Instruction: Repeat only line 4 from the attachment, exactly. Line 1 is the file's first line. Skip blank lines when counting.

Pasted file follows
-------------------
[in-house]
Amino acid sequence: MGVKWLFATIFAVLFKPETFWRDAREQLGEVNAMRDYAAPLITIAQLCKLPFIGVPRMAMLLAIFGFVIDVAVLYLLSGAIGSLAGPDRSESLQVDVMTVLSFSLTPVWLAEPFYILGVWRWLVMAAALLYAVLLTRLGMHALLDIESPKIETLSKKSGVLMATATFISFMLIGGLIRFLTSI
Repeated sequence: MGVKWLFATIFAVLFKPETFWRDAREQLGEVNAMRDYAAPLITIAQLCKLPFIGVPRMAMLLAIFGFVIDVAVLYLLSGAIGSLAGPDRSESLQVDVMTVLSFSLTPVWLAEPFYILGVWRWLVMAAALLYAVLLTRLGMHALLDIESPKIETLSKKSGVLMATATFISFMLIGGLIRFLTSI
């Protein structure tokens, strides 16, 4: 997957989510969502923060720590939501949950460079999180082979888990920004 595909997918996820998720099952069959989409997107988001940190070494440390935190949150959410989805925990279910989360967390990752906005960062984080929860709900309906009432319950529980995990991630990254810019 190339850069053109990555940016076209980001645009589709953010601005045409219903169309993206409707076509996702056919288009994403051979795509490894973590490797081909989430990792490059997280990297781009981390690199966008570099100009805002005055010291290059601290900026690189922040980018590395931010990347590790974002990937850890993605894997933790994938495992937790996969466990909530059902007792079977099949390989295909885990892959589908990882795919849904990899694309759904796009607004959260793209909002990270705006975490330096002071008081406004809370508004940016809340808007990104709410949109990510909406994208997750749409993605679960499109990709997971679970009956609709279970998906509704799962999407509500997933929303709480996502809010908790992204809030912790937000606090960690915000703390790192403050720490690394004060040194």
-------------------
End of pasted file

């Protein structure tokens, strides 16, 4: 997957989510969502923060720590939501949950460079999180082979888990920004 595909997918996820998720099952069959989409997107988001940190070494440390935190949150959410989805925990279910989360967390990752906005960062984080929860709900309906009432319950529980995990991630990254810019 190339850069053109990555940016076209980001645009589709953010601005045409219903169309993206409707076509996702056919288009994403051979795509490894973590490797081909989430990792490059997280990297781009981390690199966008570099100009805002005055010291290059601290900026690189922040980018590395931010990347590790974002990937850890993605894997933790994938495992937790996969466990909530059902007792079977099949390989295909885990892959589908990882795919849904990899694309759904796009607004959260793209909002990270705006975490330096002071008081406004809370508004940016809340808007990104709410949109990510909406994208997750749409993605679960499109990709997971679970009956609709279970998906509704799962999407509500997933929303709480996502809010908790992204809030912790937000606090960690915000703390790192403050720490690394004060040194």